Thursday, July 19, 2012

Eco events in central DuPage County

Sat, July 21, 9:00-12:00 am, Glacial Ridge work day,
We meet at at Walnut Glen Park, corner of Walnut St. and Longfellow Ave, west of Whittier and north of Hill Ave. in Glen Ellyn. Call Bruce Blake,Steward at (630) 629-2520 or e-mail to for more information.

Sat., July 28, Chase the Moon Bike Ride,

Wed, August 1, 7 pm, Lecture: "Myth-Busting the Tar Sands",

Ann Alexander, Senior Attorney with the Natural Resource’s Defense Council’s Chicago office, will unpack some of the myths that pervade discussions of the Canadian tar sands, frequently promoted as a safe and secure source of energy for the U.S. She will address the economic impact of tar sands importation as well as its environmental impacts, both from extraction in Canada and refining in the Midwest and the Gulf Coast.

Rainfall report: We received over 2-1/2 inches on the east side of Glen Ellyn. What did you get?

Tree watering: Despite the recent rains, heat will return. We can watch our trees and keep them hydrated while being mindful of watering restrictions. Glen Ellyn, for example, seems poised to begin enforcing its watering regulations.

Sunday, July 15, 2012

Oak Park, Illinois, Looking at Smart Grid Technology

Interview with K.C. Poulos conducted by Cassandra West

Oak Park officials in early June signed a letter of intent with the Korea Smart Grid Institute (KSGI), one more step toward testing smart-grid technologies through the village. KSGI is seeking to invest in international areas to test and study new technologies. Oak Park is one of two cities in the U.S. selected by the Institute to participate in such an initiative. GCC spoke with K.C. Poulos, Sustainability Manager for the Village of Oak Park, about the signing and what it means.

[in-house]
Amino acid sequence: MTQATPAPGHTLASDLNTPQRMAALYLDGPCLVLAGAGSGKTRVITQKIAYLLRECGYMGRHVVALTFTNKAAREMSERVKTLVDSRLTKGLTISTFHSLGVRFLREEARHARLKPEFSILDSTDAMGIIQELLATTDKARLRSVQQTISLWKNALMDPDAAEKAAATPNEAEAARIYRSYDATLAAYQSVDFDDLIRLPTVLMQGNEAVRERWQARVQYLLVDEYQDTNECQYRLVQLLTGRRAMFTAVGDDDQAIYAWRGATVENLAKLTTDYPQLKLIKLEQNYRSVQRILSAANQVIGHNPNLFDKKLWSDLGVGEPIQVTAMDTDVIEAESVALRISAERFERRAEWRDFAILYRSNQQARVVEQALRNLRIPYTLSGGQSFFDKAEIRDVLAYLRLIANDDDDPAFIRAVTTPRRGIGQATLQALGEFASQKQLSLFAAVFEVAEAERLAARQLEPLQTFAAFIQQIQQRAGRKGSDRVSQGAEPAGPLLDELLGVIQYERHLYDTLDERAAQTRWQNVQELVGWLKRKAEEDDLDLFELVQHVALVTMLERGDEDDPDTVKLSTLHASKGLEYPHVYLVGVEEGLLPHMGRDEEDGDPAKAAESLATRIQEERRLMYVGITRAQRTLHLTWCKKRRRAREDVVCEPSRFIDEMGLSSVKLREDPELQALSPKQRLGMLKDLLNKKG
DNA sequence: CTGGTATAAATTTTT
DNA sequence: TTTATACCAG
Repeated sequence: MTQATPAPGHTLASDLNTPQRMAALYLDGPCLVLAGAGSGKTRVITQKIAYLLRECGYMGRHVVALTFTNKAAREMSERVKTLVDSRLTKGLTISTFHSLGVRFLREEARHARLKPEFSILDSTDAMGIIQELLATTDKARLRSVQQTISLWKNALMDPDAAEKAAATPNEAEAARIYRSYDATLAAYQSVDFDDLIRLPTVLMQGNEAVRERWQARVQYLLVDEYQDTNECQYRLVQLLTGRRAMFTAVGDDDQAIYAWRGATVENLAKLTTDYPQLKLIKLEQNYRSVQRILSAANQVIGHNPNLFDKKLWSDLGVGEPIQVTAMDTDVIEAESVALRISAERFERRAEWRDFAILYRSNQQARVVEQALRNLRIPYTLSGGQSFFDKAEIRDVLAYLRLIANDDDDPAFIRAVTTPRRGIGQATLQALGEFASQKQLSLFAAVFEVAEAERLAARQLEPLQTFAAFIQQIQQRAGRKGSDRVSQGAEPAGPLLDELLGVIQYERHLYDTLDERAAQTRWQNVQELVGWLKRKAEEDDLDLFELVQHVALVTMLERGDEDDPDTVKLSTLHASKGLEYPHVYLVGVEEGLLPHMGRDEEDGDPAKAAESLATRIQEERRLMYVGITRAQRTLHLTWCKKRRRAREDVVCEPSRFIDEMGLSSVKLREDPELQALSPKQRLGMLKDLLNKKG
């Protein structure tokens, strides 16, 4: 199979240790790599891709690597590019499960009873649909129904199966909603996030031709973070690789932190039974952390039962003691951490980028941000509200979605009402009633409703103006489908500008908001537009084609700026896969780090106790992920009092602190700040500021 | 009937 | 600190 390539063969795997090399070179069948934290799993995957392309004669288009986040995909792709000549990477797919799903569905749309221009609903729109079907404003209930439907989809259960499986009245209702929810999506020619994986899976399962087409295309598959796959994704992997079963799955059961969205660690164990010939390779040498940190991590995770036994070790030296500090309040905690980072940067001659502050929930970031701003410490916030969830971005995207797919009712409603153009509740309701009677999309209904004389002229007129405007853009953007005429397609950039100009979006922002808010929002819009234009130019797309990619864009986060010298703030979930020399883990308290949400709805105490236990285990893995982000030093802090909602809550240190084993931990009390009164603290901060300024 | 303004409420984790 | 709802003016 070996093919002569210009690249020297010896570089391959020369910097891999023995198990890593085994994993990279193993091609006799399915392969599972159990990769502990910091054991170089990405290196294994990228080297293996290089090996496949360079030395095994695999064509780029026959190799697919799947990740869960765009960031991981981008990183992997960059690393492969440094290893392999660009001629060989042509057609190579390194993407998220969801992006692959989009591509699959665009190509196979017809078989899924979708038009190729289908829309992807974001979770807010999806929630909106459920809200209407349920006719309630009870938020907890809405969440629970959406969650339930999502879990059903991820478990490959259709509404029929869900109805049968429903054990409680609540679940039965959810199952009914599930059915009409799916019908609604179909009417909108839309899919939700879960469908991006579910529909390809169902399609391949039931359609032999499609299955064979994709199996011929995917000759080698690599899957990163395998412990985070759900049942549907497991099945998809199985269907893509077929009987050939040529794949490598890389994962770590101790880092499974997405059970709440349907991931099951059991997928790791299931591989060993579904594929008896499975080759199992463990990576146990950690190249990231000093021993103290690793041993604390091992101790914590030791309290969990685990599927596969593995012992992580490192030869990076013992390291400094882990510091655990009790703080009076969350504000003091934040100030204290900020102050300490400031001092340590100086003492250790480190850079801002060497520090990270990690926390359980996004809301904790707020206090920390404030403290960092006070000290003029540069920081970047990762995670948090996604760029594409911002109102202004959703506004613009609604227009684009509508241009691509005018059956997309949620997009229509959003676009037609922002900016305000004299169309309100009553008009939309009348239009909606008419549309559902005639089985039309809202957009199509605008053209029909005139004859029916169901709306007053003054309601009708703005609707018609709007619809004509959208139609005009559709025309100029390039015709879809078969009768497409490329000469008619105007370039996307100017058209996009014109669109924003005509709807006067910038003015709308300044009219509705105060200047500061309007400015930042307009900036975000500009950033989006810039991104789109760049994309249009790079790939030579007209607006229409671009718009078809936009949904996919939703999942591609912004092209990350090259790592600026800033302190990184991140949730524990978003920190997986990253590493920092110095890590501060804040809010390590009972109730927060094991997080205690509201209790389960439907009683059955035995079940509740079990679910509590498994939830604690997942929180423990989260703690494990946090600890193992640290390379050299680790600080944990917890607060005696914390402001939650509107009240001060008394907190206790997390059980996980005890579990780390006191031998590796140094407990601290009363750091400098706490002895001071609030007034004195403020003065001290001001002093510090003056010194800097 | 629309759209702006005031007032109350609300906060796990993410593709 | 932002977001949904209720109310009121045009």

What does this letter of intent do?
The letter of intent is a renewal of one signed in 2010 between the Korea Smart Grid Institute, the Village of Oak Park and the Illinois Smart Communities Coalition. These three entities are working together to bring projects to Oak Pak that would demonstrate how a smart grid works, both from inside the home, to the lines, and to the back-office technology that ComEd uses. It’s really about facilitating demonstration projects. That’s what Oak Park’s role is. The Korea Smart Grid Institute is looking at two sites in U.S. to demonstrate its technology. One is in Stony Brook, Long Island [N.Y], and one is here in Oak park. They’re interested in showing their technology in a village setting and they’ve really taken to Oak Park and they’re excited about putting a couple of demonstrations here.

Can you clarify what you mean by a demonstration?